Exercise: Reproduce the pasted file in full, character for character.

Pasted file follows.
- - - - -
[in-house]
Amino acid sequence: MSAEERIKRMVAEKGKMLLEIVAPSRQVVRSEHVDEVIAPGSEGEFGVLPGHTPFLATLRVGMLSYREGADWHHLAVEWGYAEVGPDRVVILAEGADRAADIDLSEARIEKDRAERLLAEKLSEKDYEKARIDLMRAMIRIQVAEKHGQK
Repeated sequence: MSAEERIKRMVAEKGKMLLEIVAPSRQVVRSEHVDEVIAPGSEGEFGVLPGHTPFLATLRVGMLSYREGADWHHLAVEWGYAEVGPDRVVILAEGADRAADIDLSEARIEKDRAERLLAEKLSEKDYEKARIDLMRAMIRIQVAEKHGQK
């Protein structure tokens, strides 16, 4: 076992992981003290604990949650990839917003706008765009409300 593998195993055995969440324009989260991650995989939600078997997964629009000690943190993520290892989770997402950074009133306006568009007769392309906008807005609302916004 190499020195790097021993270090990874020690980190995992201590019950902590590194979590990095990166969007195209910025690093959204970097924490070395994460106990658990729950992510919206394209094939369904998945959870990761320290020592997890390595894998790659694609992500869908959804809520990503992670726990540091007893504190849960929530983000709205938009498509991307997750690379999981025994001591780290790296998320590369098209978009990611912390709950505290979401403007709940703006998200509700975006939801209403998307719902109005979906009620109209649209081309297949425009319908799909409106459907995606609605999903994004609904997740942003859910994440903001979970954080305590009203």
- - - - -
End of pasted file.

[in-house]
Amino acid sequence: MSAEERIKRMVAEKGKMLLEIVAPSRQVVRSEHVDEVIAPGSEGEFGVLPGHTPFLATLRVGMLSYREGADWHHLAVEWGYAEVGPDRVVILAEGADRAADIDLSEARIEKDRAERLLAEKLSEKDYEKARIDLMRAMIRIQVAEKHGQK
Repeated sequence: MSAEERIKRMVAEKGKMLLEIVAPSRQVVRSEHVDEVIAPGSEGEFGVLPGHTPFLATLRVGMLSYREGADWHHLAVEWGYAEVGPDRVVILAEGADRAADIDLSEARIEKDRAERLLAEKLSEKDYEKARIDLMRAMIRIQVAEKHGQK
């Protein structure tokens, strides 16, 4: 076992992981003290604990949650990839917003706008765009409300 593998195993055995969440324009989260991650995989939600078997997964629009000690943190993520290892989770997402950074009133306006568009007769392309906008807005609302916004 190499020195790097021993270090990874020690980190995992201590019950902590590194979590990095990166969007195209910025690093959204970097924490070395994460106990658990729950992510919206394209094939369904998945959870990761320290020592997890390595894998790659694609992500869908959804809520990503992670726990540091007893504190849960929530983000709205938009498509991307997750690379999981025994001591780290790296998320590369098209978009990611912390709950505290979401403007709940703006998200509700975006939801209403998307719902109005979906009620109209649209081309297949425009319908799909409106459907995606609605999903994004609904997740942003859910994440903001979970954080305590009203």